Book Of John 7 Analysis

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Introduction The first few books of the New Testament relate Jesus's ministry on earth. Jesus preforms many miracles and institutes excellent lessons for all mankind. One passage, in John 8, is an example of this. In it, Jesus wards off people who were going to stone an adulteress by saying, “He who is without sin among you, let him throw a stone at her first.” (John 8:7 NKJV). This very passage, overall, fortifies Jesus's sovereign ability to judge sinners and teaches people to give grace.
The writer of the Book of John was likely John himself. One Bible agrees, crediting the author of John as the Apostle John (Meyer). Although this gospel is formally anonymous, meaning there is not an author stated in detail, most biblical scholars …show more content…

However, John does not state them directly in the book. Most likely, the paramount recipients of John were Jewish Christians. Messiah is used to refer to Jesus, and the use of terms bread, water, and light in John 5-10 are “closely connected to their use in Jewish rituals” (Hwang). However, a contradicting theory states, due to the author’s “hostile manner” in referring to them, that the gospel was written for the Jews who do not believe. This is disbelieved due to those against Jesus mainly involving scribes and Pharisees, a quality that has been used to testify that the author of John is, in fact, Jewish (Guthrie). The Muratorian Canon suggests that John was written for the disciples in Ephesus, yet “there is no certainty is this” (Introduction to the Gospel of John). The Book of John could have likely been written for Samaritans because, during His time on earth, Jesus was not shown going to Samaria, but, as evident by topographic descriptions of the region, Christians likely ministered there after His resurrection …show more content…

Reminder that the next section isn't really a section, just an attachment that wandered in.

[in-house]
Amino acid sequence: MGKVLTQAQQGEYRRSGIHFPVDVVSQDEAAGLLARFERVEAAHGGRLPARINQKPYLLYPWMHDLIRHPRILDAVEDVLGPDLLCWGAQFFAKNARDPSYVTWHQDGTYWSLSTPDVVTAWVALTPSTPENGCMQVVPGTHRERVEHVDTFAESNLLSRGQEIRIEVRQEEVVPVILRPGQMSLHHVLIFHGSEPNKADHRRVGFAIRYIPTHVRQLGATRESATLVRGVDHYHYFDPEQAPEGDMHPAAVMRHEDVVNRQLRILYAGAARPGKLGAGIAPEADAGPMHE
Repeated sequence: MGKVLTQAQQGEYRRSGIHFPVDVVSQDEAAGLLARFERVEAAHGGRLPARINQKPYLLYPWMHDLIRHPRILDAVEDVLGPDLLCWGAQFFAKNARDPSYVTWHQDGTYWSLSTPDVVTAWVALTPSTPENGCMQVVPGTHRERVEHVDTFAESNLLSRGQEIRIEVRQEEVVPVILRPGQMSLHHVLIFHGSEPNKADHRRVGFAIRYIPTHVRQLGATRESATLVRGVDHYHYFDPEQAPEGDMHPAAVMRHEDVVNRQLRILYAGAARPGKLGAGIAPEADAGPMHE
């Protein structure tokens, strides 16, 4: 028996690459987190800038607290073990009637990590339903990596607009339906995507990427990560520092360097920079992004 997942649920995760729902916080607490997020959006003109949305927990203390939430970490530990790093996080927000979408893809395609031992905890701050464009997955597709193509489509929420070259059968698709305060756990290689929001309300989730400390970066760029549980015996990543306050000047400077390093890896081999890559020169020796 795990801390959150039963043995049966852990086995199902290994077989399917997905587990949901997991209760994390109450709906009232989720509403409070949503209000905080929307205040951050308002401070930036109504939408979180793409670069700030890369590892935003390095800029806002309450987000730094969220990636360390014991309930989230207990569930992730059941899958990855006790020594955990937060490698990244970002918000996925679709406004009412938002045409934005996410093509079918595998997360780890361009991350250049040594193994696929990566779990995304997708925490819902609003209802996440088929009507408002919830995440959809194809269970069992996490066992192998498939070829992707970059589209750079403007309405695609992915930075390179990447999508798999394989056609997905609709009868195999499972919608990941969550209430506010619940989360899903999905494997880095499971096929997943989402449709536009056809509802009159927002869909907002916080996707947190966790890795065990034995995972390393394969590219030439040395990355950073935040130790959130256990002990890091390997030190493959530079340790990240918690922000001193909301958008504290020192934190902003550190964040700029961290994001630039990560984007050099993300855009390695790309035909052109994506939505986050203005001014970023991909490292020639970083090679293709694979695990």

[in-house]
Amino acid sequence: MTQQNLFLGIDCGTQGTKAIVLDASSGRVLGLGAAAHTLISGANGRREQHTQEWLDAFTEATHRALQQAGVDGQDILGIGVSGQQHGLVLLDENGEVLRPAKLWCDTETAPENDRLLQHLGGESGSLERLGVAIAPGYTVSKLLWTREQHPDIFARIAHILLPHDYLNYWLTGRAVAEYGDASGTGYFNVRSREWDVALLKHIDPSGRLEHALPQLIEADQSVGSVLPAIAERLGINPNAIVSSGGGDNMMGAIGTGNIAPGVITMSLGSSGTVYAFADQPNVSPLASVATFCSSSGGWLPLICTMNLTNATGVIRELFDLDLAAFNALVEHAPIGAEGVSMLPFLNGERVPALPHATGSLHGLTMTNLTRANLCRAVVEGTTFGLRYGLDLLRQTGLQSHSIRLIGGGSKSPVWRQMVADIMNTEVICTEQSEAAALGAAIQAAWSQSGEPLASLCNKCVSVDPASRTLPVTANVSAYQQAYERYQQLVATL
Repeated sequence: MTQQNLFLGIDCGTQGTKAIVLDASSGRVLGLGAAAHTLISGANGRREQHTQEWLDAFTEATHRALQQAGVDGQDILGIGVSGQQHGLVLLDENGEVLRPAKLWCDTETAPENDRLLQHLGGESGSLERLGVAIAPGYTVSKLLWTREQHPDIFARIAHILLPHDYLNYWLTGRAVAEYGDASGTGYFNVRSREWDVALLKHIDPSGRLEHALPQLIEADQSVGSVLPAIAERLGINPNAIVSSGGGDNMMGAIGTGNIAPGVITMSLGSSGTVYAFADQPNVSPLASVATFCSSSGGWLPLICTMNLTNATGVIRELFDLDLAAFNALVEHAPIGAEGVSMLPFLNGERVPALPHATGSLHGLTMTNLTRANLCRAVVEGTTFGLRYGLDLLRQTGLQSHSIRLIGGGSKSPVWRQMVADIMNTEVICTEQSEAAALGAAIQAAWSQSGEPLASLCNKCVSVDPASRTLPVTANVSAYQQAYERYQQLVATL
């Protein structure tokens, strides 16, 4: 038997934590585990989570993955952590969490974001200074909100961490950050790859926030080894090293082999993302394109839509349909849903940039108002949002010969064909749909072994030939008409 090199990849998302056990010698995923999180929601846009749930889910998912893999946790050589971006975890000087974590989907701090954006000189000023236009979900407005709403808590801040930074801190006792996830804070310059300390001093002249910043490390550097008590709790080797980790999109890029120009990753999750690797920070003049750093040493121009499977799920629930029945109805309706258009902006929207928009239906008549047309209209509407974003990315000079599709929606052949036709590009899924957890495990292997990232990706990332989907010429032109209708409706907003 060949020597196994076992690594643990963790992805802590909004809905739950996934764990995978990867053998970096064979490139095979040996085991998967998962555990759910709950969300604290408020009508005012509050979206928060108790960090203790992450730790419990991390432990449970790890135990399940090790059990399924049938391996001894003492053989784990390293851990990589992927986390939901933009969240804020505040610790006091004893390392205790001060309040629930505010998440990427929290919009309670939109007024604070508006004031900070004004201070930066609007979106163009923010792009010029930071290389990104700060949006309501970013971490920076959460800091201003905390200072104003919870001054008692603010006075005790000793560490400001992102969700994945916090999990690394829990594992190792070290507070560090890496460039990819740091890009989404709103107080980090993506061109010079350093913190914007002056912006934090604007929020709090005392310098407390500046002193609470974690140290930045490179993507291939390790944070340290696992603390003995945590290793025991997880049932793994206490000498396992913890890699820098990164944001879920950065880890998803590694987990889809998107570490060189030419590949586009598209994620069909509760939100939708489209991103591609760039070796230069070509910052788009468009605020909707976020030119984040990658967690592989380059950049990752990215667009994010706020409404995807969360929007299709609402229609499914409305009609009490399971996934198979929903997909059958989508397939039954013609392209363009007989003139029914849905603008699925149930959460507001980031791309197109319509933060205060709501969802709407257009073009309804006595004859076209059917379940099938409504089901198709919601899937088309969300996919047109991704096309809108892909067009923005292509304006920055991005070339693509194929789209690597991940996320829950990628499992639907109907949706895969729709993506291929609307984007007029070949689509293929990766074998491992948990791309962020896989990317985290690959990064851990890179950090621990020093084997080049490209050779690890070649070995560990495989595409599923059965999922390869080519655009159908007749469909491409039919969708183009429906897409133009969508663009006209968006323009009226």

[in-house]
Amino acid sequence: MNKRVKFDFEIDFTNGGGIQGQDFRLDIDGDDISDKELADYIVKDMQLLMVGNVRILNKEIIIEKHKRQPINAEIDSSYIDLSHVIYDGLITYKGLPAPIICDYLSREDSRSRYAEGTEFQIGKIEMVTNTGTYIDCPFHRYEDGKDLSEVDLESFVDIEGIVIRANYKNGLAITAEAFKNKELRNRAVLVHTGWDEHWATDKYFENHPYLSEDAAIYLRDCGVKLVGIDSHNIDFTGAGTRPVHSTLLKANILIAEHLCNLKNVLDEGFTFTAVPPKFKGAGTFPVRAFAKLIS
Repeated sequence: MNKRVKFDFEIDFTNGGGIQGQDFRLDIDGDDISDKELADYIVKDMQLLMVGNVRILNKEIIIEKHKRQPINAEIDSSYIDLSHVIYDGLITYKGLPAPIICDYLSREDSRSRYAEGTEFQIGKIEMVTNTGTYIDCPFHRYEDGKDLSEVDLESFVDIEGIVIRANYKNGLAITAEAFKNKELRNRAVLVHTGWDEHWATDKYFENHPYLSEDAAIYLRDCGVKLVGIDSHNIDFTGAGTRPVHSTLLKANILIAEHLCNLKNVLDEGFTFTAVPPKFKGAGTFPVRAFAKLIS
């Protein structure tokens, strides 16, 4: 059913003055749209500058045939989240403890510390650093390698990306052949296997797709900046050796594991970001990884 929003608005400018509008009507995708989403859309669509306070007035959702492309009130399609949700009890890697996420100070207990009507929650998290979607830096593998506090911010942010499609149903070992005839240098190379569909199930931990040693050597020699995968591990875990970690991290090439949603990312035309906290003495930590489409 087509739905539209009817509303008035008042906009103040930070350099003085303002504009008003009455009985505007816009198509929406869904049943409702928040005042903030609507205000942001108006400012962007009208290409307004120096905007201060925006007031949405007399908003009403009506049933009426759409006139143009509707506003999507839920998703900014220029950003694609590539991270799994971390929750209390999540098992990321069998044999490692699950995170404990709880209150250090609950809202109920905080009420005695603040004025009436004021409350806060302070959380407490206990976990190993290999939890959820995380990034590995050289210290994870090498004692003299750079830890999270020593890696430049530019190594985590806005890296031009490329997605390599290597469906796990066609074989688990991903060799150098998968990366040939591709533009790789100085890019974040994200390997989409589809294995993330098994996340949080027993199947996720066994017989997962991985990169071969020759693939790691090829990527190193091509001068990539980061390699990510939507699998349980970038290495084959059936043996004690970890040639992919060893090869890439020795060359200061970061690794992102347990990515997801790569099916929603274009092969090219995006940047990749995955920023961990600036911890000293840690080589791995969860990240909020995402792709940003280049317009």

The primary purpose, according to John 20:31, is that the readers, “may believe that Jesus is the Christ, the Son of God, and that by believing you may have life in His name.” One website coexists with this, describing John as “not an autobiography” but “an aid to personal faith” (Akostenberger). However, the purpose has still been debated. For instance, the very statement from John 20:31 is interpreted as either to strengthen the faith of those who were already saved or so those who are not saved may believe in Christ. The former is regarded as the primary theory, while the latter is seen to be its significant secondary purpose (Hwang). Another theory by H. Windisch seemingly overlooks John 20:31, stating that the Book of John was written to supersede the other gospels. However, due to the “incomplete and inadequate account of the ministry of Jesus”, received little-to-no support (Guthrie). Another theory believes that the Book of John was written “in order to complement the Synoptics where they were lacking”, while another states that the previously mentioned disciples in Ephesus “urged him [John] to write an account” (Introduction to the Gospel of John). The Book of John was also believed to be written to correct a Baptist cult or a church’s eschatology, but the likely intention for writing John is, as stated previously, to deliver Christian faith to those who read the Book of John

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